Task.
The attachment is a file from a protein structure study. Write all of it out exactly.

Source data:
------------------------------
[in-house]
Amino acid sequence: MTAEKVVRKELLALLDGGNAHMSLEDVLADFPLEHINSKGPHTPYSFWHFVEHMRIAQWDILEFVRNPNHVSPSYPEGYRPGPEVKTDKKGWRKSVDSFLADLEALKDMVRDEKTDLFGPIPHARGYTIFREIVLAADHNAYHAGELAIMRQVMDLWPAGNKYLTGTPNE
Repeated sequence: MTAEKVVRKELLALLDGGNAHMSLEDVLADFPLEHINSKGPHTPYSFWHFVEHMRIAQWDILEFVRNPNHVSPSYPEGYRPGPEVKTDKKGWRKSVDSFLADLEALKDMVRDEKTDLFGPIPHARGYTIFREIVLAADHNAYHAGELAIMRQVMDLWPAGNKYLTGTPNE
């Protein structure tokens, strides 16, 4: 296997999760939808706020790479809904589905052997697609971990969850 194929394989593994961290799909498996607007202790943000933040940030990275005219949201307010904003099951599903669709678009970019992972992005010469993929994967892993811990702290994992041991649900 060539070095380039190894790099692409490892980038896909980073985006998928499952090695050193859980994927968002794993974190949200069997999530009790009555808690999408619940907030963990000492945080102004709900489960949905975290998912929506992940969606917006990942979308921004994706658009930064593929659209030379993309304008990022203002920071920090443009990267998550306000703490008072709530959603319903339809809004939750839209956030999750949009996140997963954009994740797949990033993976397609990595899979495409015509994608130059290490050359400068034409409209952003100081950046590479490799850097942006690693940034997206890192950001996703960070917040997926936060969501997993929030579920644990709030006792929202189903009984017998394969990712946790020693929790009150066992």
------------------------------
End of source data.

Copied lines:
[in-house]
Amino acid sequence: MTAEKVVRKELLALLDGGNAHMSLEDVLADFPLEHINSKGPHTPYSFWHFVEHMRIAQWDILEFVRNPNHVSPSYPEGYRPGPEVKTDKKGWRKSVDSFLADLEALKDMVRDEKTDLFGPIPHARGYTIFREIVLAADHNAYHAGELAIMRQVMDLWPAGNKYLTGTPNE
Repeated sequence: MTAEKVVRKELLALLDGGNAHMSLEDVLADFPLEHINSKGPHTPYSFWHFVEHMRIAQWDILEFVRNPNHVSPSYPEGYRPGPEVKTDKKGWRKSVDSFLADLEALKDMVRDEKTDLFGPIPHARGYTIFREIVLAADHNAYHAGELAIMRQVMDLWPAGNKYLTGTPNE
């Protein structure tokens, strides 16, 4: 296997999760939808706020790479809904589905052997697609971990969850 194929394989593994961290799909498996607007202790943000933040940030990275005219949201307010904003099951599903669709678009970019992972992005010469993929994967892993811990702290994992041991649900 060539070095380039190894790099692409490892980038896909980073985006998928499952090695050193859980994927968002794993974190949200069997999530009790009555808690999408619940907030963990000492945080102004709900489960949905975290998912929506992940969606917006990942979308921004994706658009930064593929659209030379993309304008990022203002920071920090443009990267998550306000703490008072709530959603319903339809809004939750839209956030999750949009996140997963954009994740797949990033993976397609990595899979495409015509994608130059290490050359400068034409409209952003100081950046590479490799850097942006690693940034997206890192950001996703960070917040997926936060969501997993929030579920644990709030006792929202189903009984017998394969990712946790020693929790009150066992």